SOMETHING REALLY NEW! THE CROP MAKER, v >? ? . ; ' -P -... . . _.. ? ,. - . Take a -good look at this Cultivator, it's the . £6 g fi' \'t H . j. »C' >v^~ .** ' )i\ i*'- ' ' -J.&lt; C T 1 - j. PATENTED AND. MANUFACTURED BY . '? ' at His Steam Imolement Works, FINLEY, NEW SOUTH WALES.; .. . v Write to him*for full-particulars of the Imperial "Ideal" Disc Cultivator'and copies of Testimonials from practical farmers, Did you ever see a better proportioned or more simple-looking Implement ? It, is just as good as . it looks. It is made right,-.works right, and is not , an untried experiment. It has a record UN SURPASSED by any like tool on the market. Its praises are sounded from all parts'of the State-m . fact frpm many other State*, crs, -.» , ^ ^ . The "IDEAL " is built of iron and steel, well braced up and stayed, and is mounted on|'three . massive iron wheels. It is practically indestructible. Send a post card to J. T. CLOSE, Finley, N.S.W.', for full particulars and t...
PRINTERS' AMALGAMATION. [Newspaper Article] — Tocumwal Guardian and Finley Free Press — 11 September 1908
PRINTERS' AMALGAMATION. Endeavors are being made (writes the London "Dally News" of 10th June) to effect an amalgamation of the various trade unions which exist throughout the kingdom in connection with the typo graphical and allied occupations. The Typographical Association, which has 19,0Q0 members, has just expressed ap- | proval of the projcct, and it has also been formally approved by the London! Socicty of Machine Minders and the! Bookbinders' Socicty. Other organlaa-' tions which It Is proposed to include In the scope of ..the scheme arc the Lon-1 don Society of Compositors, tho Scottish. Typographical Society, and the Society! of Paper Cutters. The amalgamate:] | body would havo a membership of 50,000, and accumulated funds exceeding' L100.000. w ._ ^ u |
WHY A CAT FALLS ON ITS FEET. [Newspaper Article] — Tocumwal Guardian and Finley Free Press — 11 September 1908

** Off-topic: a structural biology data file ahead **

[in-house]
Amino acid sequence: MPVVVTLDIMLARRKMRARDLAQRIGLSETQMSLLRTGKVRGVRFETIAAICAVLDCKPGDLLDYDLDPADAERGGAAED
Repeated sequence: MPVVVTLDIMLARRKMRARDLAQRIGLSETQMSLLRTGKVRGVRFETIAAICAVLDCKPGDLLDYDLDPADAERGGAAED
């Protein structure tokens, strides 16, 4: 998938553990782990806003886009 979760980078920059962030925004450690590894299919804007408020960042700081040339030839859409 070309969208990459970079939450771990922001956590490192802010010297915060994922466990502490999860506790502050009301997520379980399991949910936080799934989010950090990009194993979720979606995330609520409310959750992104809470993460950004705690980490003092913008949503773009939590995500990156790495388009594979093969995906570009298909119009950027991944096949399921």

W.HY A CAT FALLS ON ITS FEET. A Frenchman, of an ingenious Inrn of mind, ilias constructed an experi mental model in order to show why a cat always falls on its feet, lie, ' came to know that it is one of the laws of mechanics that a body or a system of forces cannot set itself in rotation as a whole. 'II one part of it begins to rotate another part must rotate in a reverse direction as a compensatory force. .A simple ex ample of this is furnished by the ex periment of twirling an oar in the rowlock of a boat (without allowing the oar to touch the water); t'liL boat will begin to rotate in a direction op posite to that of the rotatory oar. Now at.lirst sight it might appear that the cat ddied this law of mechanics, since in falling it»seems always able to rotate its body so that its feet come undermost. Hut the French man, M. llartman, sJhows reason for supposing that a cat is really an cxaiu "'e of compensatory rotation. He has j made a .model of a .primitive ca«t« put* | of cardbo...
A REMAKABLE STORY. PASTOR'S TRAGEDY: [Newspaper Article] — Tocumwal Guardian and Finley Free Press — 11 September 1908
A EEMAKABIE STORY. PASTOR'S TRAGEDY: The Rev. Valentine Strauss, for flfteer years the venerated pastor of the Gcr* man Evangelical Church at Hermann, Missouri, was shot dead by twelve in furiated members of his congregation last night Immediately after their dis covery that. he was insane (said the "Daily Mail's" New York correspondent on 22nd June), It was the clergyman's wife who re vealed the fact that the clergyman was a homicidal maniac. She noted with alarm the Intensity of his religious fer vor in recent months, and how he had taken to the streets appealing to all'the men to join his church. Acting on the belief that since tho people could net be won by kind deeds they must be sent to heaven without de lay, he secretly roamed the country at night, hiding behind trees, and shooting at all - -men, wo men and children - who passed. Fortunately his aim was very erratic, and his shots generally went wide, but a score of people In all were wounded. The inhabitants were terrorised ...
TOMMY'S LIMITATIONS. [Newspaper Article] — Tocumwal Guardian and Finley Free Press — 11 September 1908
TOMMY'S LIMITATIONS. "Tommy," said his teacher, "the words 'circumstantial evidence' occur in this lesson. Do you know what circumstantial evidence is? Tommp replied that lhe did not. "Well, I will explain it to you uy an illustration. You know we have a rule against eating apples in school. Suppose some morning I should sec you in your seat with a book held up in front of your face. I say nothing but presently I go round to where you arc sitting. You are busily studying vonr lesson, but find turn your 'face is smeared, while under the edge of your slate I see the core of a freshly eaten apple. "I should know, just as well as if I had caught you at it, that you had been eating an apple, although, ui .course, ,1 did not sec you do it. That is a ease in which circumstantial evi dence convicts, you. -Do you think you know what it is now?" &lt;'Yes, ma'am," said Tommy. "It's eating apples in school,"